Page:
DURHAM – Success did not come overnight for Durham-based ProcessMaker, which just raised $45 million from Aldrich Capital Partners in its first outside investment for its open source automated workflow product.

“It was a long haul,” said CEO Brian Reale in an interview with WRAL TechWire. “We took a lot of different paths. Most people don’t do that.”

The funding is big news in the emerging field of no-code/low-code that ProcessMaker has helped pioneer.

“The promise of no-code platforms is that they’ll make software development just as easy as using Word or PowerPoint so that the average business user can move projects forward without the extra cost (in money and time) of an engineering team,” notes VentureBeat.

And here comes ProcessMaker.

ProcessMaker is a no-code/low-code open source process automation platform founded during the dotcom boom and bust of 2000 by Bobby Vernon and Reale. The bootstrapped startup had no funding, “So the only way to generate forward momentum is to sell,” Reale said.

Unfortunately, if you have no funding, you also don’t have anything to sell, he noted. So, in addition to working on the product development, the company did consulting to help pay bills. “A venture capitalist told me you should never do that, combine consulting with a product company. But if you don’t have any funding, I don’t see how else you could do itj. That’s exactly what you should do to organically build a business.”

The two entrepreneurs failed often during their initial years.

Off on an adventure

For a time, Reale was in Bolivia, where he had built an earlier company to provide internet service there. Some of his scrappiness was already in evidence because he talked his modem making employer into giving him outdated modems for the service. He said he originally agreed to do the Bolivia project thinking it would be an adventure. “It was,” he said.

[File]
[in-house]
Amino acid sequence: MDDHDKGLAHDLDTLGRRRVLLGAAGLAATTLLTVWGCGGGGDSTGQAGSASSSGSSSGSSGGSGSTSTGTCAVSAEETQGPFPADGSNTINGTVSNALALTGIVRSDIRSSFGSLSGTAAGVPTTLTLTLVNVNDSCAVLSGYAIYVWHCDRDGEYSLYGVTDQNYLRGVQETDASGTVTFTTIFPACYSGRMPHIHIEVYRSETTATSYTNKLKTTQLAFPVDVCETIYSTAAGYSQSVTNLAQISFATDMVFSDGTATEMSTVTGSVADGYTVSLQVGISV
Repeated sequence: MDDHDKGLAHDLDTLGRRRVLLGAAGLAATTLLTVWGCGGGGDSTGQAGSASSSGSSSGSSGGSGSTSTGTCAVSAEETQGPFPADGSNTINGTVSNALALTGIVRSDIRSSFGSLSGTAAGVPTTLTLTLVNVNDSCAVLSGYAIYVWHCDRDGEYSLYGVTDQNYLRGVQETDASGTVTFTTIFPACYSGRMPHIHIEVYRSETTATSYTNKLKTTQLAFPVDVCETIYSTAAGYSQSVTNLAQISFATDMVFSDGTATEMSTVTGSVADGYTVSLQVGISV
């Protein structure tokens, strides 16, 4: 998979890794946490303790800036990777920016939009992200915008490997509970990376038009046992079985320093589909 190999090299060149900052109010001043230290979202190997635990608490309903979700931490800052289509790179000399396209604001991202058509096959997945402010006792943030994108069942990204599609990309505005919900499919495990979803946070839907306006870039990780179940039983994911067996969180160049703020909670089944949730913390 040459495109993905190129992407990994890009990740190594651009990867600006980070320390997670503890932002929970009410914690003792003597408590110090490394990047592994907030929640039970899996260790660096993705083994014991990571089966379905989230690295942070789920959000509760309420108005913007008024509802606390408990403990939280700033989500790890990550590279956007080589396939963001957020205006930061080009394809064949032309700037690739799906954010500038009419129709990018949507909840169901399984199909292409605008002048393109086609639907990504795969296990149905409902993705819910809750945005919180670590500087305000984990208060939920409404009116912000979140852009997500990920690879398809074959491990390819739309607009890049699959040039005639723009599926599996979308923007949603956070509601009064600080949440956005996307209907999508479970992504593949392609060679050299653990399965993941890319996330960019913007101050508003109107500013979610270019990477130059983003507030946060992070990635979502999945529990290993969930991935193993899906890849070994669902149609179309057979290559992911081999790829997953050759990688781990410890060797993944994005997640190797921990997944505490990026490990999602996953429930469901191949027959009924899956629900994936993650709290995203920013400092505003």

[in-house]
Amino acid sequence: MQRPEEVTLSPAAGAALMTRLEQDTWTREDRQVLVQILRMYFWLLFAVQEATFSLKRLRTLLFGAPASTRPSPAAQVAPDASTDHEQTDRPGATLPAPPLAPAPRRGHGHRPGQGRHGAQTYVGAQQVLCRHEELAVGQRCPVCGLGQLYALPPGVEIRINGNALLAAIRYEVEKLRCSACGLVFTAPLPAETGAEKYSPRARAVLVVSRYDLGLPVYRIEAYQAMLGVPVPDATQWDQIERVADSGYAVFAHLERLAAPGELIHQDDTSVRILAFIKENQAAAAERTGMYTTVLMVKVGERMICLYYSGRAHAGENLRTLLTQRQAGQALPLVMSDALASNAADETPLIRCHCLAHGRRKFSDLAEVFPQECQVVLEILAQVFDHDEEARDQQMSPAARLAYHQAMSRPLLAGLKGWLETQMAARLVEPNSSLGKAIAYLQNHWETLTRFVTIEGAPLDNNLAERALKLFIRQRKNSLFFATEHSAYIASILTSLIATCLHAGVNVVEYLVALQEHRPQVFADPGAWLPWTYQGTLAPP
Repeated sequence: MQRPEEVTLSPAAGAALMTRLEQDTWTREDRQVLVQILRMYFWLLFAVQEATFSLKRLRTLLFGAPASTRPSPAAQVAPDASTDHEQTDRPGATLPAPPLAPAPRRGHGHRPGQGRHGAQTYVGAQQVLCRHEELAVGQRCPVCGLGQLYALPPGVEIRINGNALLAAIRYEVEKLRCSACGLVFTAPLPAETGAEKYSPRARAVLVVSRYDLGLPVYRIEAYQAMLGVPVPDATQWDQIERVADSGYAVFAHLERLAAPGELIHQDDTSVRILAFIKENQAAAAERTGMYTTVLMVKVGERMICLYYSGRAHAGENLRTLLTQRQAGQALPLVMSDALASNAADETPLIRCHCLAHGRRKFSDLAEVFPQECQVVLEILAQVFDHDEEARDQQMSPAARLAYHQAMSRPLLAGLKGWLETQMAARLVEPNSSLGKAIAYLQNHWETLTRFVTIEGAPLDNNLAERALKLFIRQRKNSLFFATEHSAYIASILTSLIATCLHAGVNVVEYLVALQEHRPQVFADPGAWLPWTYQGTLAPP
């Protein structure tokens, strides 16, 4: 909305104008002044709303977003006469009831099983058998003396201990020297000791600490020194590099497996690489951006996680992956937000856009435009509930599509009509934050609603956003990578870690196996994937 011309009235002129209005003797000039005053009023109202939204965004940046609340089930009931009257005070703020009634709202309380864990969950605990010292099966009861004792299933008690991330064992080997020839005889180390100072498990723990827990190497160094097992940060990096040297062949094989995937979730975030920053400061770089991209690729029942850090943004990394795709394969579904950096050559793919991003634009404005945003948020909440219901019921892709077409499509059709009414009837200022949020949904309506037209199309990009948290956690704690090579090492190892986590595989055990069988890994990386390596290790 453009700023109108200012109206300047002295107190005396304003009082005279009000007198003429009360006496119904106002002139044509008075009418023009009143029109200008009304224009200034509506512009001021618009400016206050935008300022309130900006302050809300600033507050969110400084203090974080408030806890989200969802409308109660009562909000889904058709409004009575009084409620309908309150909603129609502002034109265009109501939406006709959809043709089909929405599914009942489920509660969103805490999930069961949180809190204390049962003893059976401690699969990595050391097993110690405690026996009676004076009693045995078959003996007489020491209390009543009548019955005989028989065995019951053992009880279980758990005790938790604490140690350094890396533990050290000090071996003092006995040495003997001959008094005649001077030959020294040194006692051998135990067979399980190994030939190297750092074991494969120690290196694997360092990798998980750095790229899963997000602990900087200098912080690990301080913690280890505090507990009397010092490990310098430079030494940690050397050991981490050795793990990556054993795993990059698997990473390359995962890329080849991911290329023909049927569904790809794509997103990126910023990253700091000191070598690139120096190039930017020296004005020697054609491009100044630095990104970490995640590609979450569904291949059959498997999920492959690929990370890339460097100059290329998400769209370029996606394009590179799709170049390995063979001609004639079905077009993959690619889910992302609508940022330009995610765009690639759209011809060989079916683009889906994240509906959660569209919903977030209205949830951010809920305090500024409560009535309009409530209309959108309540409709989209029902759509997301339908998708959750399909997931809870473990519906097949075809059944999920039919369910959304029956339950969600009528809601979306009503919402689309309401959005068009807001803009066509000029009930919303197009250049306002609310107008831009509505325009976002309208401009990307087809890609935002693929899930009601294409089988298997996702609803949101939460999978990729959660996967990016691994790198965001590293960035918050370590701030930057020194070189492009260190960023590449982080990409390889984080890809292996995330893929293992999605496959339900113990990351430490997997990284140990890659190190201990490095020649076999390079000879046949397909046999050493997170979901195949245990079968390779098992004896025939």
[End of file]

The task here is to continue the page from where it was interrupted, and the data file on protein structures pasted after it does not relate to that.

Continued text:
The internet venture eventually sold to a U.S.-based public company. ProcessMaker still maintains offices in La Paz, Bolivia, and Bogota, Colombia.

Over the years, the entrepreneurs continued to refine and find the focus for their product. In 2008 they launched what is now known as ProcessMaker – one of the first open source workflow software solutions in the industry at the time.

The fact that they didn’t have a lot of competitors helped them hire and retain employees, Reale said.

“We’ve run ProcessMaker really lean and scrappy for 20 years.” The hard work paid off.

Focused on three verticals

The company grew from zero to 140 global employees, boasts several million open source downloads, and hundreds of customers across 52 countries.

The platform focuses primarily on mid-market banking, higher education, and manufacturing. Customers include community banks, multi-nationals, and more than 150+ universities. In 2020, The company will continue to focus on those verticals, Reale said, as it builds its executive team and sales and marketing with new hires. “We expect to go from 30 people in Durham to 50 by the end of the year.

In its mid-market banking vertical ProcessMaker offers an off-the-shelf commercial account opening process that can be deployed by community banks in a couple of weeks. The result, the company says, is that community banks can now deliver to their customers an experience that rivals the digital experience of banks 10 times their size at a fraction of the cost.

During COVID, this meant the banks were able to pivot from in-person commercial account opening to a fully digital experience while still focusing on building relationships with their customers.

In Higher Education, ProcessMaker automates student-facing processes like transfer of credit approvals and grade change processes. At one of the largest public university systems in the US, ProcessMaker reduced the average time for approving transfer credits from 5 months to 19 hours.

Refreshed product

Reale said the company relocated to the Triangle for its attractive business atmosphere. “We chose the right place,” he said.

The company refreshed its product prior to the new funding, so it’s faster and cleaner, Reale said. So it will be able to use the funds to increase its sales and marketing rather than upgrade its product.

Aldrich Capital Partners Managing Partner, Mirza Baig said in the funding announcement, “Aldrich invested in ProcessMaker because it is a highly capital efficient founder-run business that has a respected global brand. ProcessMaker is a market innovator that has proven that it knows how to be profitable and thrive even during a once in a century world-wide pandemic.”

He noted that low-code automation of processes is a hot commodity right now.

“At ACP, we love low-code process automation and fully expect hundreds of market verticals to be transformed in the next decade,” she said.

The global process automation market is expected to reach nearly $17 billion by 2023 with a CAGR of 5.8% according to a recent report.

The investment from Aldrich Capital will allow ProcessMaker to continue to invest in its market-leading digital process automation platform and build out its presence in community banking, higher education, and manufacturing.

Startup profile: ProcessMaker, aiming to automate key business processes (+ video)